The Starbucks Shooter
In the fall of 1997, a woman named Linda Tripp began taping her conversations with Monica Lewinsky, a former white house intern for Bill Clinton. The subject was a long-term affair that Lewinsky claimed to have had with President Bill Clinton. Tripp then played the tapes for members of the staff of Newsweek, but the magazine declined at that time to publish what appeared to be a potentially explosive story.
In the meantime, Lewinsky, 25, had left the internship and was looking for a job in New York (by some accounts, because Clinton wanted to get her away from the Washington media). In December, she was subpoenaed for a sexual harassment lawsuit against Clinton brought by Paula Jones, a former Arkansas state employee. At first, it appeared that the situation would remain moderately low-key, but the initial appearances were wrong.
On January 7, 1998, Lewinsky signed an affidavit denying that she'd ever had sexual relations with President Clinton. However, Linda Tripp had Lewinsky's admission on tape, and she gave it to her own attorney. Tripp then contacted the office of Independent Counsel Ken Starr, who was already investigating the Clintons on other matters. She discussed the tapes with him, along with allegations that Clinton had urged Lewinsky to lie under oath.
The situation grew more complex as Lewinsky obtained legal representation and obtained an immunity agreement, both for her and her parents. She then admitted she'd had an affair with the president. She had in fact visited the White House 37 times since leaving her position there, and the president's secretary, Betty Currie, admitted to a grand jury that Lewinsky and the President had been alone on several occasions. Others confirmed this.
Now Clinton was on the hot seat, with yet another woman emerging to make a claim about sexual impropriety, and he was required to answer some tough questions. His worst alleged offense, it seemed, was exploiting his authority with Lewinsky, and then instigating a cover-up. Clinton admitted he'd been alone with Lewinsky a few times and had given her some gifts, but denied anything overt: "I did not have sex with that woman." However, a certain blue dress came to light: Lewinsky had worn it while with him and had saved it. She claimed it bore a semen stain that would corroborate her story. The FBI performed a DNA analysis and confirmed that the stain had originated with Clinton. Seven months after his adamant denial, Clinton finally admitted to inappropriate encounters with her that involved sexual contact. People called for his resignation, but Lewinsky would not say that he'd coached her to lie under oath, so Clinton rode out the storm and remained president.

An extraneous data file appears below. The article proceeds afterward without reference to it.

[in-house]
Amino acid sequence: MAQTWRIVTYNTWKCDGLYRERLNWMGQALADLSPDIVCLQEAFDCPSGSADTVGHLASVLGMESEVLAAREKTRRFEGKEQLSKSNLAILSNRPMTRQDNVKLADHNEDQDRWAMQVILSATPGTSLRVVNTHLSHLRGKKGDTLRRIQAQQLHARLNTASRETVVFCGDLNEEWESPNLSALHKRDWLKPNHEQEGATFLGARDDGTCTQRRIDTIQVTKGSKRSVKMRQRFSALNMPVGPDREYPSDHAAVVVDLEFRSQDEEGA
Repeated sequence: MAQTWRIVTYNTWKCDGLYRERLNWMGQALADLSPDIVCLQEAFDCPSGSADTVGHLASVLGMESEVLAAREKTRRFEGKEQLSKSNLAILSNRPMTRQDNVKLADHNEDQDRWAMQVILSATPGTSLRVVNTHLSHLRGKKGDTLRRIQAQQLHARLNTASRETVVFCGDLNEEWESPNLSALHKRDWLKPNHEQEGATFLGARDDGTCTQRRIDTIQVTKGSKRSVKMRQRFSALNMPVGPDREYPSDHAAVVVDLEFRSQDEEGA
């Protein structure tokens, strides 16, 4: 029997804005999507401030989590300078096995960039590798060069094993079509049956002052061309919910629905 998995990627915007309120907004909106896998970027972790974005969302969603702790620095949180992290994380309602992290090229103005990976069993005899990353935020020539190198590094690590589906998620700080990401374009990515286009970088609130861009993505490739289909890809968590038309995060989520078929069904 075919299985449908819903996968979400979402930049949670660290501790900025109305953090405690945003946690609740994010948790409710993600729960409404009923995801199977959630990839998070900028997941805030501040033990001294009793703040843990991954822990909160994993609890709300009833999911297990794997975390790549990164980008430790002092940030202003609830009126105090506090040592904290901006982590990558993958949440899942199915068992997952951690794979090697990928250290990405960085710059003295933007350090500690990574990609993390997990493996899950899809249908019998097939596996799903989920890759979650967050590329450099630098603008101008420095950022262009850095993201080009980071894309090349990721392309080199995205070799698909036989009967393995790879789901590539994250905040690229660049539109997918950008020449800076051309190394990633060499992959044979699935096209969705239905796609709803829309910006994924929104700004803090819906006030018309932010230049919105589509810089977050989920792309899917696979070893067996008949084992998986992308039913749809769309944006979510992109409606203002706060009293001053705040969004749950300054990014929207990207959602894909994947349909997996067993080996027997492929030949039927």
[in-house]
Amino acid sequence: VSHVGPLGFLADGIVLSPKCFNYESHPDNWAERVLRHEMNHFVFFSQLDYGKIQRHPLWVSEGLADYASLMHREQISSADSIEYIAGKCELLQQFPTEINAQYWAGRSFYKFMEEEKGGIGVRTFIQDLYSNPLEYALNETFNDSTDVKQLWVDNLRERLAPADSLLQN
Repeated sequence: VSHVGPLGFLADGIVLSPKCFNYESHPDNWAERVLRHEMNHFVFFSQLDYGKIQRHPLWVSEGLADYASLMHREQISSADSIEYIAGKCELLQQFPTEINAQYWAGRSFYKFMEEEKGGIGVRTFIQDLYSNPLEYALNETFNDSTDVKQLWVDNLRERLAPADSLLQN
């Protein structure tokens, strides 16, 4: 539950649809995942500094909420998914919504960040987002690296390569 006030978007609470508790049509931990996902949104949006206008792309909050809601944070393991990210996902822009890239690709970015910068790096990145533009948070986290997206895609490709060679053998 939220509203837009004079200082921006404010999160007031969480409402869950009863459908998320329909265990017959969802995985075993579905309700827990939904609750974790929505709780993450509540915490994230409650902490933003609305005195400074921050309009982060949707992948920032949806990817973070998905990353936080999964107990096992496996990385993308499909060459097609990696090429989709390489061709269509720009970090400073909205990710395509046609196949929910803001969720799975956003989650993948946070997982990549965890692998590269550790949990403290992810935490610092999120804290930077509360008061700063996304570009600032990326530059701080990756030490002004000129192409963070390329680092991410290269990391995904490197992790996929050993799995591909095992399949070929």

Although nothing concrete ever linked the Lewinsky scandal to Mahoney and the Starbucks shooting, Mahoney's prior participation in the White House intern program generated renewed interest in the crime, and additional reports about it in the newspapers generated more calls to the police tip line. One of them stood out: Caller 234 implicated a "Carl" who lived on Gallatin Street. He was short, brown-skinned, in his mid-twenties, with a beard. He drove a small car and carried two or three guns. He was "vicious" and had killed prior to the Starbucks incident. He'd even killed one of his partners.
With only this crumb of information, detectives went to work. Via the Department of Motor Vehicles, they had figured out that "Carl" was probably Carl Cooper of Gallatin Street, who drove a Honda Civic and seven arrests on his record. Now they had to work him. Yet the investigation was beleaguered by accusations of incompetence, which only made things worse.